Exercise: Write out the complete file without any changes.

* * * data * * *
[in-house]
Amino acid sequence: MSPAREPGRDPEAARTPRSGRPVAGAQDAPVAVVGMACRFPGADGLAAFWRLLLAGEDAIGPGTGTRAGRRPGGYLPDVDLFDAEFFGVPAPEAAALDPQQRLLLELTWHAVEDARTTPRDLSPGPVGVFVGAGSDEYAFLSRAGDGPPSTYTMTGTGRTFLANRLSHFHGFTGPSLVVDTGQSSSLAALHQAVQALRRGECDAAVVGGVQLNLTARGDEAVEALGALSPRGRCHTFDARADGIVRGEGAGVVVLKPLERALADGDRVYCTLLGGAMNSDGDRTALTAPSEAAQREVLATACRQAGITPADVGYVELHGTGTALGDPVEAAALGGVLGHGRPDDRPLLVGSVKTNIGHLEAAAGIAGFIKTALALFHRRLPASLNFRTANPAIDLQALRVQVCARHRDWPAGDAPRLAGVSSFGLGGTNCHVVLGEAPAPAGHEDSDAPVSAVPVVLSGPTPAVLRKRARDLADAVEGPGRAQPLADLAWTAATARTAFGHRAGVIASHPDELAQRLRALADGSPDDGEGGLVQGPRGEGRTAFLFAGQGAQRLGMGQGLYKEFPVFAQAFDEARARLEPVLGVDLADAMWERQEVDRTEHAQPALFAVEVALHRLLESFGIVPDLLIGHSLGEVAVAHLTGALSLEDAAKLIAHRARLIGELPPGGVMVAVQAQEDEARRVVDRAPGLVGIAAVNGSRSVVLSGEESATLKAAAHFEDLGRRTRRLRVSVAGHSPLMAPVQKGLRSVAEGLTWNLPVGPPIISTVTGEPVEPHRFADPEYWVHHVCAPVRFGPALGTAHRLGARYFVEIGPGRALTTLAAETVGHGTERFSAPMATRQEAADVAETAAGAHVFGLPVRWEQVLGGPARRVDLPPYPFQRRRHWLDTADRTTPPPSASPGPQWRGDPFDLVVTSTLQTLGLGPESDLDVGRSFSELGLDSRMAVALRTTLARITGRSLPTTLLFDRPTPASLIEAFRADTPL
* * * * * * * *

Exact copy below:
[in-house]
Amino acid sequence: MSPAREPGRDPEAARTPRSGRPVAGAQDAPVAVVGMACRFPGADGLAAFWRLLLAGEDAIGPGTGTRAGRRPGGYLPDVDLFDAEFFGVPAPEAAALDPQQRLLLELTWHAVEDARTTPRDLSPGPVGVFVGAGSDEYAFLSRAGDGPPSTYTMTGTGRTFLANRLSHFHGFTGPSLVVDTGQSSSLAALHQAVQALRRGECDAAVVGGVQLNLTARGDEAVEALGALSPRGRCHTFDARADGIVRGEGAGVVVLKPLERALADGDRVYCTLLGGAMNSDGDRTALTAPSEAAQREVLATACRQAGITPADVGYVELHGTGTALGDPVEAAALGGVLGHGRPDDRPLLVGSVKTNIGHLEAAAGIAGFIKTALALFHRRLPASLNFRTANPAIDLQALRVQVCARHRDWPAGDAPRLAGVSSFGLGGTNCHVVLGEAPAPAGHEDSDAPVSAVPVVLSGPTPAVLRKRARDLADAVEGPGRAQPLADLAWTAATARTAFGHRAGVIASHPDELAQRLRALADGSPDDGEGGLVQGPRGEGRTAFLFAGQGAQRLGMGQGLYKEFPVFAQAFDEARARLEPVLGVDLADAMWERQEVDRTEHAQPALFAVEVALHRLLESFGIVPDLLIGHSLGEVAVAHLTGALSLEDAAKLIAHRARLIGELPPGGVMVAVQAQEDEARRVVDRAPGLVGIAAVNGSRSVVLSGEESATLKAAAHFEDLGRRTRRLRVSVAGHSPLMAPVQKGLRSVAEGLTWNLPVGPPIISTVTGEPVEPHRFADPEYWVHHVCAPVRFGPALGTAHRLGARYFVEIGPGRALTTLAAETVGHGTERFSAPMATRQEAADVAETAAGAHVFGLPVRWEQVLGGPARRVDLPPYPFQRRRHWLDTADRTTPPPSASPGPQWRGDPFDLVVTSTLQTLGLGPESDLDVGRSFSELGLDSRMAVALRTTLARITGRSLPTTLLFDRPTPASLIEAFRADTPL